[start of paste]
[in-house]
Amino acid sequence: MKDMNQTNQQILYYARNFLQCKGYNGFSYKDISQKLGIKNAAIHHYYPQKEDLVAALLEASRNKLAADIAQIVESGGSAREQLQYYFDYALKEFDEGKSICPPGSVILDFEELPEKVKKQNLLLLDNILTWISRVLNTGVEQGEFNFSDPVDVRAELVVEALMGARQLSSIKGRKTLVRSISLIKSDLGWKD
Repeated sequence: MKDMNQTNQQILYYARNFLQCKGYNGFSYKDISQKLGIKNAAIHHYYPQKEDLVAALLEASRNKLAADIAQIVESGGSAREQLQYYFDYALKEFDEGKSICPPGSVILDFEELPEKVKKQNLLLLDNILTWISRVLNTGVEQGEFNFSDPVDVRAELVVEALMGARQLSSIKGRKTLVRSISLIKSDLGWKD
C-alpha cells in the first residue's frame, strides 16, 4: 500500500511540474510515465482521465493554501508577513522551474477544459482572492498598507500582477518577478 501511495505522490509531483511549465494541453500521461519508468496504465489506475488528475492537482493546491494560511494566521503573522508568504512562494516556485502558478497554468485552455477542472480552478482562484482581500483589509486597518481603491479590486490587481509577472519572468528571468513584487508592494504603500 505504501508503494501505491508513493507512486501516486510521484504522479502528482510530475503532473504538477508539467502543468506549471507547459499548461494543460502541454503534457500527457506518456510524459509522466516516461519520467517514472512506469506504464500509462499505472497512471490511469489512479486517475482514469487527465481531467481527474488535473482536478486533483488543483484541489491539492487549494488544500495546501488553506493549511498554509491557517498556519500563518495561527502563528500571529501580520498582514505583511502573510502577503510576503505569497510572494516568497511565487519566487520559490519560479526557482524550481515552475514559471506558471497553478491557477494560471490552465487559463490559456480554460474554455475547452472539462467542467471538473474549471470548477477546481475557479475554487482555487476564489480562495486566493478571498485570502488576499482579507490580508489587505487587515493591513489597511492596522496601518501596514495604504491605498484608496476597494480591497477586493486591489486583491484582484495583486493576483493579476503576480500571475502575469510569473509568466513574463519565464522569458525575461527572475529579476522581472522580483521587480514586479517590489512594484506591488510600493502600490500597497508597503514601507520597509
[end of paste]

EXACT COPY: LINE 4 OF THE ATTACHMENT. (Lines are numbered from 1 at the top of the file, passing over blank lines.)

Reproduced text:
C-alpha cells in the first residue's frame, strides 16, 4: 500500500511540474510515465482521465493554501508577513522551474477544459482572492498598507500582477518577478 501511495505522490509531483511549465494541453500521461519508468496504465489506475488528475492537482493546491494560511494566521503573522508568504512562494516556485502558478497554468485552455477542472480552478482562484482581500483589509486597518481603491479590486490587481509577472519572468528571468513584487508592494504603500 505504501508503494501505491508513493507512486501516486510521484504522479502528482510530475503532473504538477508539467502543468506549471507547459499548461494543460502541454503534457500527457506518456510524459509522466516516461519520467517514472512506469506504464500509462499505472497512471490511469489512479486517475482514469487527465481531467481527474488535473482536478486533483488543483484541489491539492487549494488544500495546501488553506493549511498554509491557517498556519500563518495561527502563528500571529501580520498582514505583511502573510502577503510576503505569497510572494516568497511565487519566487520559490519560479526557482524550481515552475514559471506558471497553478491557477494560471490552465487559463490559456480554460474554455475547452472539462467542467471538473474549471470548477477546481475557479475554487482555487476564489480562495486566493478571498485570502488576499482579507490580508489587505487587515493591513489597511492596522496601518501596514495604504491605498484608496476597494480591497477586493486591489486583491484582484495583486493576483493579476503576480500571475502575469510569473509568466513574463519565464522569458525575461527572475529579476522581472522580483521587480514586479517590489512594484506591488510600493502600490500597497508597503514601507520597509